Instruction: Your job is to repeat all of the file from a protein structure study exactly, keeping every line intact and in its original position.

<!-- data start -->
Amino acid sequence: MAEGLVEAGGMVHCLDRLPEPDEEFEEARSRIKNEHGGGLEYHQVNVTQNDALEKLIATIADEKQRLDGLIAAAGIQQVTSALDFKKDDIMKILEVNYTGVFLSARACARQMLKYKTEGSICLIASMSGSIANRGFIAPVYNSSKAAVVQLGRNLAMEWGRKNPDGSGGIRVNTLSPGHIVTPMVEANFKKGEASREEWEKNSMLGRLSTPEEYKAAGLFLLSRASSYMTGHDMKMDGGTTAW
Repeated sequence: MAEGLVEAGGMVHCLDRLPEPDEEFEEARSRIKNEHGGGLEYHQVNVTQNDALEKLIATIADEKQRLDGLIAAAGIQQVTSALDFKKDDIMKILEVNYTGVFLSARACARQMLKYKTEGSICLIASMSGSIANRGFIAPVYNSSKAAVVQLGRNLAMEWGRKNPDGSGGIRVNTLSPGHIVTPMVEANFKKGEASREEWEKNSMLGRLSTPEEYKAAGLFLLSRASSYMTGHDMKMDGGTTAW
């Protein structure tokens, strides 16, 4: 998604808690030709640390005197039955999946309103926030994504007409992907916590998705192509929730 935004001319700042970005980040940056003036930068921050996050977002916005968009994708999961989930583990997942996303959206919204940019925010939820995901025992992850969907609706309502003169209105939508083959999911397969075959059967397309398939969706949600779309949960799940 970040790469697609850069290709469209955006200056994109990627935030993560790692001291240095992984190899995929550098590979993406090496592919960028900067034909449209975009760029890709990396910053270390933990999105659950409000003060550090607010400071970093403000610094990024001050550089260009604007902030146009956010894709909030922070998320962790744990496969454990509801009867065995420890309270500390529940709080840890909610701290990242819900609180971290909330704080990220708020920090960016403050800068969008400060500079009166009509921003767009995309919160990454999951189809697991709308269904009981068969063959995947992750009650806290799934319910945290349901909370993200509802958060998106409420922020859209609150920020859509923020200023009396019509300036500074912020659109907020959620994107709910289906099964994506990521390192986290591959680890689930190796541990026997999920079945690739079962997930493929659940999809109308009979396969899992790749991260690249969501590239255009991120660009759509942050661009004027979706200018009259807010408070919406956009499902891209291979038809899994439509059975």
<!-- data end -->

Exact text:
Amino acid sequence: MAEGLVEAGGMVHCLDRLPEPDEEFEEARSRIKNEHGGGLEYHQVNVTQNDALEKLIATIADEKQRLDGLIAAAGIQQVTSALDFKKDDIMKILEVNYTGVFLSARACARQMLKYKTEGSICLIASMSGSIANRGFIAPVYNSSKAAVVQLGRNLAMEWGRKNPDGSGGIRVNTLSPGHIVTPMVEANFKKGEASREEWEKNSMLGRLSTPEEYKAAGLFLLSRASSYMTGHDMKMDGGTTAW
Repeated sequence: MAEGLVEAGGMVHCLDRLPEPDEEFEEARSRIKNEHGGGLEYHQVNVTQNDALEKLIATIADEKQRLDGLIAAAGIQQVTSALDFKKDDIMKILEVNYTGVFLSARACARQMLKYKTEGSICLIASMSGSIANRGFIAPVYNSSKAAVVQLGRNLAMEWGRKNPDGSGGIRVNTLSPGHIVTPMVEANFKKGEASREEWEKNSMLGRLSTPEEYKAAGLFLLSRASSYMTGHDMKMDGGTTAW
């Protein structure tokens, strides 16, 4: 998604808690030709640390005197039955999946309103926030994504007409992907916590998705192509929730 935004001319700042970005980040940056003036930068921050996050977002916005968009994708999961989930583990997942996303959206919204940019925010939820995901025992992850969907609706309502003169209105939508083959999911397969075959059967397309398939969706949600779309949960799940 970040790469697609850069290709469209955006200056994109990627935030993560790692001291240095992984190899995929550098590979993406090496592919960028900067034909449209975009760029890709990396910053270390933990999105659950409000003060550090607010400071970093403000610094990024001050550089260009604007902030146009956010894709909030922070998320962790744990496969454990509801009867065995420890309270500390529940709080840890909610701290990242819900609180971290909330704080990220708020920090960016403050800068969008400060500079009166009509921003767009995309919160990454999951189809697991709308269904009981068969063959995947992750009650806290799934319910945290349901909370993200509802958060998106409420922020859209609150920020859509923020200023009396019509300036500074912020659109907020959620994107709910289906099964994506990521390192986290591959680890689930190796541990026997999920079945690739079962997930493929659940999809109308009979396969899992790749991260690249969501590239255009991120660009759509942050661009004027979706200018009259807010408070919406956009499902891209291979038809899994439509059975």